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NETs Versus WTA

Published by DVap in the blog DVap's blog. Views: 396

It has been discussed and at times stated that NETs are a less pure and less potent form of WTA.

This is incorrect.

Referring to a NET as a form of WTA is equivalent to a distiller referring to the wash (the low alcohol solution containing fermented grain sugars and spent grain solids prior to distillation) as a form of whiskey, as in, "The wash is a form of whiskey, just not that pure".

No, it's simply something that has the potential to become whiskey if further processed in an appropriate manner, but nobody would confuse it with whiskey.

Individuals may insist upon referring to impure alkaloid containing concoctions as WTA, and I can't stop them from doing so. However, since I did conceptualize and create WTA, I believe my definition of the material is authoritative, at least to those who value clarity and definition.

From a previous blog post of mine dealing with the definition of WTA:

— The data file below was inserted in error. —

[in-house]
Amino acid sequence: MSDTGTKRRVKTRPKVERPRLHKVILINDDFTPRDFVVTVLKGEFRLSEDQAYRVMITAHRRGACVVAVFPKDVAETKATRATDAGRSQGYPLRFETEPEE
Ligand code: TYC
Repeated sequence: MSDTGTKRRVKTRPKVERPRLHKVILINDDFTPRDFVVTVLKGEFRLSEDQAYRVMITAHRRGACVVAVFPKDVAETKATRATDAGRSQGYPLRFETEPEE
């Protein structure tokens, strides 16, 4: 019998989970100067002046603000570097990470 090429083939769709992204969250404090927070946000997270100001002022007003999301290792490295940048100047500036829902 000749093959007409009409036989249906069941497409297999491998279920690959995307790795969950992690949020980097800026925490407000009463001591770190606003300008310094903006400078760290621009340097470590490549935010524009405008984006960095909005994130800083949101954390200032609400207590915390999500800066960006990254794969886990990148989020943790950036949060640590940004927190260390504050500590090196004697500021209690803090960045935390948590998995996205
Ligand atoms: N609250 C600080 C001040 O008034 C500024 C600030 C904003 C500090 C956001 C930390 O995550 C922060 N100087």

WTA is simply the product of a difficult and involved extraction and cleanup of whole tobacco. It contains approximately 95% nicotine and 5% combined minor tobacco alkaloids. It contains nothing else. During the extraction process, tobacco alkaloids and a good bit of other undesirable material is extracted from the tobacco. It is the cleanup process that isolates and purified the tobacco alkaloids from the undesirable material. Chemically speaking, the cleanup process is designed to isolate nitrogeneous bases from the tobacco matrix. Tobacco alkaloids fall into this category.

Granted, to those producing NETs, some of the tobacco material that WTA production defines as undesirable material is actually desirable to the NET producer. Again, WTA, by it's definition, is free of these non-alkaloidal materials.
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